Reader Q: Female bidet advice

A reader, AnnaJoy G, recently wrote me:

I’m a ciswoman and looking for bidet advice for folks with vaginas. Conventional bidet methods seem to involve dirty water trickling down the butt and towards the vulva, the perfect recipe for a UTI. Online advice columns presume the hiker is a cisman and seem oblivious to the unique considerations of female bodies. I start backpacking the PCT in May and would love to make sure I have my poop game on-lock and no UTIs on the trail.

The guide team has discussed this matter internally, so that in the field we can nuance our tutorials for those with male and female parts. But to date I’ve never put something online, and it’s time. So I checked in with a few of the ciswomen guides for their advice.

Katie Gerber

I use the bidet daily. The beginning of the process is the same as the male-oriented instructions that have been shared online. But after washing my dirty hand with soap, so that my hand is clean again, I rinse generously from front-to-back with enough water to ensure that no fecal water could remain. Then I clean my hands again. Also, I make sure to squat low enough so that water is flowing backwards, not forwards.

I’ve never had a UTI that I blame on a bidet gone wrong.

In addition to the bidet, I stay clean by rinsing and rotating my underwear daily or almost daily.

Melodie Kao

I have used the bidet everyday outside for over eight years and have never had a UTI. I think it has prevented UTI’s for my long trips.

The trick is to sluice water from the front, for both pee and poop.

  1. Use your hand as the ‘funnel’: right hand is my clean hand, which handles the water bottle and soap dropper bottle.
  2. Drop 1-2 drops of soap into cupped left hand, then pour some water into it.
  3. Rub around the back, and replenish left hand with fresh water until all soap is gone: water, splash/rub, water, splash/rub, etc.
  4. Repeat if needed for vulva area.

Before pulling up pants, switch hands and soap/rinse right hand.  Pull up pants and enjoy being clean and fresh outside everyday 🙂 

Bec Bastian

At first I was really nervous about the backcountry bidet method for the exact reasons you described. I will try anything once and ended up really liking the bidet. Now I use it daily in the backcountry. The biggest adjustment that I made was getting a specific tool, the CuloClean Bidet, to help me be more specific with the direction of the water rather than just splashing around with my hand. I still use my hand and wash with water and soap, but this tool helps with accuracy.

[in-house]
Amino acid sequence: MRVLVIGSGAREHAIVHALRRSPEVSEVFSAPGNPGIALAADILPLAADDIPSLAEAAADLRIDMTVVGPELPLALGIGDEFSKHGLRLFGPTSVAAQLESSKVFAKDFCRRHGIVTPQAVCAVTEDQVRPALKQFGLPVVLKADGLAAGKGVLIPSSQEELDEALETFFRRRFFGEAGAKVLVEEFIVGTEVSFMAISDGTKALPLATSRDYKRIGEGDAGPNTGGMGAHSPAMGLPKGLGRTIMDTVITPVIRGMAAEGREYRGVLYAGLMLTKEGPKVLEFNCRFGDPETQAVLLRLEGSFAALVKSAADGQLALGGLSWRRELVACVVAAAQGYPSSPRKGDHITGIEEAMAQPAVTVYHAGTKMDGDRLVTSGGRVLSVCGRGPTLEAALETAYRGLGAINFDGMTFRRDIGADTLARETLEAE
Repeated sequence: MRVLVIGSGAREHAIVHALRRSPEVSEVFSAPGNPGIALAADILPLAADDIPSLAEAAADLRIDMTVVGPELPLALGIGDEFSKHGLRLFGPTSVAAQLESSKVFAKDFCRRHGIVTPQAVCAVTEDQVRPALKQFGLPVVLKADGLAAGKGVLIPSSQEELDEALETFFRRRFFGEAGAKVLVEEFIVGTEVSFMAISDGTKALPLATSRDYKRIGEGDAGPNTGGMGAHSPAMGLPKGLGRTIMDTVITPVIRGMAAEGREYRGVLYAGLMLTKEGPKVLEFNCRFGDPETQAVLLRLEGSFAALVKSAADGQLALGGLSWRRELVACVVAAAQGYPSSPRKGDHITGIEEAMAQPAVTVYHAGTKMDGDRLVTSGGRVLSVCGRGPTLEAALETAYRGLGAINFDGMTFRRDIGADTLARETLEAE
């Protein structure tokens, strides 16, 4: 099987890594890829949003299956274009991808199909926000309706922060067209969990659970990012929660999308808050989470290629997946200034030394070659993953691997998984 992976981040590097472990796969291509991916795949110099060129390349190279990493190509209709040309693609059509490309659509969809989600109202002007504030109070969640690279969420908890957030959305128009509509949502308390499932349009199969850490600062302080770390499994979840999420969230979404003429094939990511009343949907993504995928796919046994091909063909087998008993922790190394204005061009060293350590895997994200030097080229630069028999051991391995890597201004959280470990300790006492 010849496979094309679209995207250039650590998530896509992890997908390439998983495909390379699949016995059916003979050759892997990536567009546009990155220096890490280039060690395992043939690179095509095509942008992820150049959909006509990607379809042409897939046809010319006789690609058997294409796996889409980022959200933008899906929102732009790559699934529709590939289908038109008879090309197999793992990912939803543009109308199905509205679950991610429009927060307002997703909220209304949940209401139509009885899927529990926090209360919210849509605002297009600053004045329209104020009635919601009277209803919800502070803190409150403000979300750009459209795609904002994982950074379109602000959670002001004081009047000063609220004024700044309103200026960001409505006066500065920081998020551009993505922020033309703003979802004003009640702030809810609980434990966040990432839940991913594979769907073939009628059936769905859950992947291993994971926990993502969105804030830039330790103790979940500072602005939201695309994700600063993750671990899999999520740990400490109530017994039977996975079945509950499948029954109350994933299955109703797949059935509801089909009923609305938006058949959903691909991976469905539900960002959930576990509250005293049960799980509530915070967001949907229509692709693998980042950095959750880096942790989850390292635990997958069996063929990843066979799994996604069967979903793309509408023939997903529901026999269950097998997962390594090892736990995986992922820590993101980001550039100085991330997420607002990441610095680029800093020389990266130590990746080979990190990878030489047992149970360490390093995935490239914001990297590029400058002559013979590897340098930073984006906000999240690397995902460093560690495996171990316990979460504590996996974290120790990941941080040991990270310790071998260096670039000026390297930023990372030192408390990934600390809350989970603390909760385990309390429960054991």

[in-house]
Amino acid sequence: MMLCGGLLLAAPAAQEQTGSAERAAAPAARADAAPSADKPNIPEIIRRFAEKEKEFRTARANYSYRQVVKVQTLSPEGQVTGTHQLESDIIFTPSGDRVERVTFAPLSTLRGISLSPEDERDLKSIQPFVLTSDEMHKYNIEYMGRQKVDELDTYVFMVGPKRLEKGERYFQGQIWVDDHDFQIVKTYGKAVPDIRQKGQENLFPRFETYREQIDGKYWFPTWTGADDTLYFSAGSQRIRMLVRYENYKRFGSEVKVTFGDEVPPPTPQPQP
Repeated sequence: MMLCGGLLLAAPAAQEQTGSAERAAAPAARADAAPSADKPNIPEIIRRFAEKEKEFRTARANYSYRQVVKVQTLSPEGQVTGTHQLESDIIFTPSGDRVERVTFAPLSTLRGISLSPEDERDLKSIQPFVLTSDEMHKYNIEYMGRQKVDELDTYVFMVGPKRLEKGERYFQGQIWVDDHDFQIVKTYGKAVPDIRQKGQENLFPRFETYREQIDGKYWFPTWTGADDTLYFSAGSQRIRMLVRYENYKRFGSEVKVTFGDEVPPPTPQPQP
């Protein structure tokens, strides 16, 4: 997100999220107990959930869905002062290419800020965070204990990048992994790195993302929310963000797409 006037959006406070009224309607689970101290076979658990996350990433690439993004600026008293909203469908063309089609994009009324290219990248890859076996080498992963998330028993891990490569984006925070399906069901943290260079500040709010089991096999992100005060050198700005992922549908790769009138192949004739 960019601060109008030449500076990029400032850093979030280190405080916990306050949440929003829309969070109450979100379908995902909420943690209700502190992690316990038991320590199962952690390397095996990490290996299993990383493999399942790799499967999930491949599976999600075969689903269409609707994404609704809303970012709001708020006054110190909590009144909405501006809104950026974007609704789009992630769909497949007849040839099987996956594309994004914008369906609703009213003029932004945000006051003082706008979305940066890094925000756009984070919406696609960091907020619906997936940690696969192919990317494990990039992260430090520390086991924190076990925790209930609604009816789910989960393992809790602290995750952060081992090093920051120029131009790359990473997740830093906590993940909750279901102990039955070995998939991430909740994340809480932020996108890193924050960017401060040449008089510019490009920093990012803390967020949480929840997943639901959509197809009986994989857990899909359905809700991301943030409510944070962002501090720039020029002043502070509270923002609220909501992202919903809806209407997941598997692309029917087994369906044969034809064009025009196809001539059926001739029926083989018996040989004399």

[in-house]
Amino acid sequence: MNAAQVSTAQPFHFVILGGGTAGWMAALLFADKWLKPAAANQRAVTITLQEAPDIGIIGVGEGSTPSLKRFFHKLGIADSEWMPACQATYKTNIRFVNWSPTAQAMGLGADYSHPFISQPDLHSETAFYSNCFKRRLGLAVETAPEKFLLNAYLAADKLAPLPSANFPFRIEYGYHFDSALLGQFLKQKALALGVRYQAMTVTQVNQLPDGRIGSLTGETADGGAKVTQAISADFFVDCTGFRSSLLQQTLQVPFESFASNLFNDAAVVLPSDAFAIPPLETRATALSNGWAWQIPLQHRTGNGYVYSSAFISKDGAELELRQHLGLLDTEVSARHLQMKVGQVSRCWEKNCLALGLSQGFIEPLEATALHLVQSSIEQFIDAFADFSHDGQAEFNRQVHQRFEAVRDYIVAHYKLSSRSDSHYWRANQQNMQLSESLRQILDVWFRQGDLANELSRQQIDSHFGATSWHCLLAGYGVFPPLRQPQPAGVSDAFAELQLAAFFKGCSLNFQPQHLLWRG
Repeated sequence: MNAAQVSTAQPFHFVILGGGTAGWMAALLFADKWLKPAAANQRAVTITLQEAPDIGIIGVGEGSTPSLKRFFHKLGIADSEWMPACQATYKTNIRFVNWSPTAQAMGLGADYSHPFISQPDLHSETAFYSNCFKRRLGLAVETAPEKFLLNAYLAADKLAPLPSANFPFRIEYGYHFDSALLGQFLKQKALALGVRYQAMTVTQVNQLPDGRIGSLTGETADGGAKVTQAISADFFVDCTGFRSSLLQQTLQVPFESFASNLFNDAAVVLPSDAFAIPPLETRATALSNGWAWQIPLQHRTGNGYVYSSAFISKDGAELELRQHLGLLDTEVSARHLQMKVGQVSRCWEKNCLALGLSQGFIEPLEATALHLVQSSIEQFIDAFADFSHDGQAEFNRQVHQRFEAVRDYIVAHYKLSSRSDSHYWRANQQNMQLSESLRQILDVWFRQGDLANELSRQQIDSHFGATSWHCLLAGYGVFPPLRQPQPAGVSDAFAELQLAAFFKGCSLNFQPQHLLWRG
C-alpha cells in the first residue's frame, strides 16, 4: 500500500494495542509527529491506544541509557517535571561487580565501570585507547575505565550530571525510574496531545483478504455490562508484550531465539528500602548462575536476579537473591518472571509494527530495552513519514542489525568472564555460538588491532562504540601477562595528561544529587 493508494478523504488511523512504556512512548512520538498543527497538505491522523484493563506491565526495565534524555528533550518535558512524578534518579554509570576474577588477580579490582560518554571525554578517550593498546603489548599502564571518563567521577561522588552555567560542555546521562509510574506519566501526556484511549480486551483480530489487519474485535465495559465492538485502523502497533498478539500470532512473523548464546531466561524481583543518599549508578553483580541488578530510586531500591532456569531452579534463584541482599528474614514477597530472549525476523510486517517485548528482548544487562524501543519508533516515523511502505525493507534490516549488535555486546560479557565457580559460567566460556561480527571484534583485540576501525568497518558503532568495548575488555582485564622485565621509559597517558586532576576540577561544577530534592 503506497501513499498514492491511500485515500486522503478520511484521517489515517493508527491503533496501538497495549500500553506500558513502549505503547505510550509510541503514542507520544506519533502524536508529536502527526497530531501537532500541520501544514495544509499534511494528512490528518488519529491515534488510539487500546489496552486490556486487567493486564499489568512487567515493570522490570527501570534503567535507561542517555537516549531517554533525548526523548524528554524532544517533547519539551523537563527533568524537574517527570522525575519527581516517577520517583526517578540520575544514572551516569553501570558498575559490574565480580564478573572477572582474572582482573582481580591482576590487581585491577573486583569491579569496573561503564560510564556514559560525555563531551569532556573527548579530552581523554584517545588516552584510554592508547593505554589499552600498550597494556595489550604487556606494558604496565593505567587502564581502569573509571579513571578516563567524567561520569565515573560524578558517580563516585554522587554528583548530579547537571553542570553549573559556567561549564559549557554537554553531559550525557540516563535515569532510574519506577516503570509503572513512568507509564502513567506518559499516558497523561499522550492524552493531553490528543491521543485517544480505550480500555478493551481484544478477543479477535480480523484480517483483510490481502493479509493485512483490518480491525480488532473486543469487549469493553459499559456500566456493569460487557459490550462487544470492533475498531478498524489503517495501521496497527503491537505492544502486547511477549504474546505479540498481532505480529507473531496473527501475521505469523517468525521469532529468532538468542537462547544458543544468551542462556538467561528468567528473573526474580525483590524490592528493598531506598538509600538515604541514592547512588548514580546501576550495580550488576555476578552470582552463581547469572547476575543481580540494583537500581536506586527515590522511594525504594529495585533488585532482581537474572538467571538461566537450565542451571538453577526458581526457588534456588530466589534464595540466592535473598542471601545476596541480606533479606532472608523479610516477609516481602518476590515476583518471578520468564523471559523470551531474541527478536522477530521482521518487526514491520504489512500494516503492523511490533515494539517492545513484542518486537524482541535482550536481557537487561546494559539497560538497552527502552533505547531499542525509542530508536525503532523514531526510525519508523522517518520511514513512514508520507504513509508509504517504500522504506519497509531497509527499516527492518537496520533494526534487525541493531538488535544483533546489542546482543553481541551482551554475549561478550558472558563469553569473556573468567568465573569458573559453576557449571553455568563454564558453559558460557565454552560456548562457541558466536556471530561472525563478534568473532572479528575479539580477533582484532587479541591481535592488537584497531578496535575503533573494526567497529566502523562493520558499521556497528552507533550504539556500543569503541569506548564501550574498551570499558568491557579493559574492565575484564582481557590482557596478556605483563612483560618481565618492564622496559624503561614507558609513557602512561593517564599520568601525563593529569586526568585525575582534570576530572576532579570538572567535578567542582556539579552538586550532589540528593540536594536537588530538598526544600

I have had many UTI’s, but none that I could blame on using a bidet. The bidet has helped improve my backcountry cleanliness. I think more likely than a UTI, you could end up with a yeast infection if you aren’t deliberate. I use biodegradable soap and water and that has solved all of my challenges with keeping bacteria out of my system while I’m doing extended outdoor activities.

Additionally I use a Kula cloth for urine only. 

Jessica Winters

Your concerns are very valid and I personally haven’t mastered the bidet method.  And I have received UTIs because of it on more than one occasion. 

I use a wysi wipe instead. It only takes a few drops of water.

Posted in on March 22, 2022
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3 Comments

  1. Belle on March 23, 2022 at 1:28 pm

    Doctors in the Netherlands always give the advise only to clean your ladyparts with water. The use of soap can give infections, irritations and small wounds will heal slower if treated with soap.

  2. Kelly on March 29, 2022 at 12:18 pm

    I’m thinking this is potable (treated) water only? Any of the pros here able to comment?

    • Andrew Skurka on March 29, 2022 at 12:30 pm

      The cooties in the water that we’re most concerned about typically take a fecal-to-oral path, i.e. the poop of an infected carrier gets into the water, and then a soon-to-be infected carrier drinks that water.

      So, water with which you’re cleaning your butt need not be potable, since there’s rarely anything in the water that could get you sick by coming into contact with your butt. The female anatomy is probably more vulnerable than an anus, but think about this way: If you would swim in the water, why are you concerned about washing with it?

      There are a few exceptions that I can think of, like flesh-eating viruses. But if a water source was known to have, or suspected or having, such things, that “would you go swimming” rule wouldn’t apply and purifying it first would be a good move.

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